Alex Lukacher, a member of the Brigantine Chamber of Commerce and chief operating officer of Nextek Solar and Energy Management, gives a talk on the benefits of solar energy Saturday at the Community Center.

Ray Schweibert / For The Beachcomber

A forum was held Saturday morning, April 15 at the Brigantine Community Center on the advantages of powering businesses and residences with solar energy. The meeting covered options available for purchasing, leasing and installing solar equipment, and the government incentives and energy-cost savings that can come from having solar installed.

The meeting was conducted by Alex Lukacher, a member of the Brigantine Chamber of Commerce and chief operating officer of Nextek Solar and Energy Management, which has two offices in southern New Jersey. Tom Jeffers and Jim Calista, two other solar-industry professionals, were on hand to help answer questions from the roughly 15 residents who attended.

Guests were handed an informal agenda that contained bullet points addressed during the discussion. Among them was a common sales pitch some solar companies will make implying free solar power, which Lukacher said is misleading.

“Installation may be free, or they might offer free maintenance or no money down, but to advertise it as free solar is a total lie,” he said. “It's something that I hate to see because it hurts our business. Nobody's giving anything away free because they like you. They're doing it because their return on investment is tremendous.”

Lukacher said homeowners and solar-energy consumers would benefit greatly from educating themselves as much as possible before making any decision on purchasing a solar system. He said that since major power companies often have free rein to charge what they will in the areas they service, nearly any decision a home or business owner makes regarding solar installation would be better than what they currently have.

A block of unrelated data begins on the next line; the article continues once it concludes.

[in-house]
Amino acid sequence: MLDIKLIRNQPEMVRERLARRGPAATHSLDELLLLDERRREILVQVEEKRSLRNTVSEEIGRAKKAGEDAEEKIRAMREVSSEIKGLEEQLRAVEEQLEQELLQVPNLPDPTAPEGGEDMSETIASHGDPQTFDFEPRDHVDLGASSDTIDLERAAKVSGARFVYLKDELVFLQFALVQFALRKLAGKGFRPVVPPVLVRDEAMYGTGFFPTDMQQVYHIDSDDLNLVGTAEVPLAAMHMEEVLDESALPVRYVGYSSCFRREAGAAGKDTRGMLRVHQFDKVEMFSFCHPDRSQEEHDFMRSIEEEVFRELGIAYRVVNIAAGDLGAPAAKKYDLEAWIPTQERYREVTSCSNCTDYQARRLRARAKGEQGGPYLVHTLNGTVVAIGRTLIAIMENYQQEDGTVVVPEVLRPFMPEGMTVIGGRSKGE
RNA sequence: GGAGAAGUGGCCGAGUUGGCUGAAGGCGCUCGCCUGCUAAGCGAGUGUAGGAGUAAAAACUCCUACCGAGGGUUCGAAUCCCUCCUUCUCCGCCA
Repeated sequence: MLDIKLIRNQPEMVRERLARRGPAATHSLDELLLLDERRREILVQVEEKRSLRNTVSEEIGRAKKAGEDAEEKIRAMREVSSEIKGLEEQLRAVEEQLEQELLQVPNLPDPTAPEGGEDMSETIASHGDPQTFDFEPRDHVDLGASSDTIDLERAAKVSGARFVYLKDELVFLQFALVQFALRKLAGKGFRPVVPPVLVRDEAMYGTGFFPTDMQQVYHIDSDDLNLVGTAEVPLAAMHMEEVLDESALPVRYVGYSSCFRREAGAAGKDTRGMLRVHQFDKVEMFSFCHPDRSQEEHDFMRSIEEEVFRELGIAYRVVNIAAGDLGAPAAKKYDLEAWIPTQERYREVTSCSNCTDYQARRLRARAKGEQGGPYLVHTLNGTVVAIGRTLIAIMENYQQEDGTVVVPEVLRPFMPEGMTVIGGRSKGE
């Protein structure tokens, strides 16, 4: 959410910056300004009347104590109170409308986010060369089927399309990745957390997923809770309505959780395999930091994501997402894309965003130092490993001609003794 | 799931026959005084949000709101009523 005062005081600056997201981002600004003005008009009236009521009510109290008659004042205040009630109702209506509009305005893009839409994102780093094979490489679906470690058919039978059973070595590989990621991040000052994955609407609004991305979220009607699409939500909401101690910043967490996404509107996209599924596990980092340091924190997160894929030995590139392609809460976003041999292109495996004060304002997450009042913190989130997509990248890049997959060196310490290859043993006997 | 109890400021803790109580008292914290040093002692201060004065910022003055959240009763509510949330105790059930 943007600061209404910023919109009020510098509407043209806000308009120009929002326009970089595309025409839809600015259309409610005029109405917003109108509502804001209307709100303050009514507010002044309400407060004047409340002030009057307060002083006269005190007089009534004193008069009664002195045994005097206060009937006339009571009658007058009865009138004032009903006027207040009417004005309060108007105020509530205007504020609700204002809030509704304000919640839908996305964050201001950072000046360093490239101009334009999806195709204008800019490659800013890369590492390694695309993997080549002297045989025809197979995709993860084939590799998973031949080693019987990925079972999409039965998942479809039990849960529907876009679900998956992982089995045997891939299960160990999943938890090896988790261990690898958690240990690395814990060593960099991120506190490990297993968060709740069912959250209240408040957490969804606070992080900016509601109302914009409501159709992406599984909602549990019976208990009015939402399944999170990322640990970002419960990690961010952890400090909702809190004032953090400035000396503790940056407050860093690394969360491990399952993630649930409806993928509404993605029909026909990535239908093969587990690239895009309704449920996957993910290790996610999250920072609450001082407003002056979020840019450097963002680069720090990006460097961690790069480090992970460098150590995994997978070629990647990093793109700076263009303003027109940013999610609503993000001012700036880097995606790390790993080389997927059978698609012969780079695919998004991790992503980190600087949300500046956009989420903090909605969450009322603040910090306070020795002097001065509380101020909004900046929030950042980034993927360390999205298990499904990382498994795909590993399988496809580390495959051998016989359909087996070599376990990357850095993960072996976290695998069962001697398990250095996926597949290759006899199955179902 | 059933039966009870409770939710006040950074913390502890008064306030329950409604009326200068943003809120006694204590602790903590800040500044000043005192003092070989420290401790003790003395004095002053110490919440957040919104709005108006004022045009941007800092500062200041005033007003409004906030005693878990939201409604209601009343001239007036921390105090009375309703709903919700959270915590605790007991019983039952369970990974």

When Lukacher posed the question as to why the solar industry seems to have a growing presence in the South Jersey area, audience responses included solar's role in reducing carbon emissions, benefits to the environment, government incentives and savings on energy bills. These he confirmed as the major selling points, adding that New Jersey is one of the best states in the nation in terms of being solar friendly.

“New Jersey may be well-known for high property taxes and high insurance costs, but where it comes to solar it is one of the best,” he said.

Most homeowners in New Jersey enter into a power purchase agreement with a solar company in which the company covers much of the installation and design costs and then sells the power generated to the homeowner at a rate less than the local utility company's retail rate.

Solar systems operate on a “net meter” that charges for power drawn during heavy usage or during cloudy or rainy days, but spins in the reverse direction if power consumed is less than power generated on a particular day. Solar companies and solar consumers can also generate solar renewable energy credits, often called SRECs, that can be sold to industrial companies to help offset their carbon emissions and keep them in compliance with a state's renewable energy standards, which in New Jersey are among the nation's highest.

Jeffers fielded most of the questions that applied to system installation. He said a solar-panel array can be installed on the ground or on any rooftop, and is anchored to the building foundation, not through the roof shingles.

Panels come in different grades, he said, with Tier 1 panels being best. A well-made solar panel will not rust and is extremely difficult to break, and while panels may lose a small percent of their generating capacity over time, they never lose complete ability to generate power, according to Jeffers. If one panel stops working for whatever reason, the others continue to generate.

A solar array with southern exposure to the sun typically is most effective, Jeffers said.

“There are systems in place today that were installed 20 years ago that are still generating power,” he said.

Jeffers said that a solar system should not be installed on any roof that is structurally unsound or in need of replacement, and that ideally a solar array should be installed near or around the same time a new roof is installed. Removing and reinstalling a solar array is costly, he said, but solar panels covering a roof help protect its lifespan, and the savings from solar installation over the average life expectancy of a roof would more than make the investment worthwhile, he said.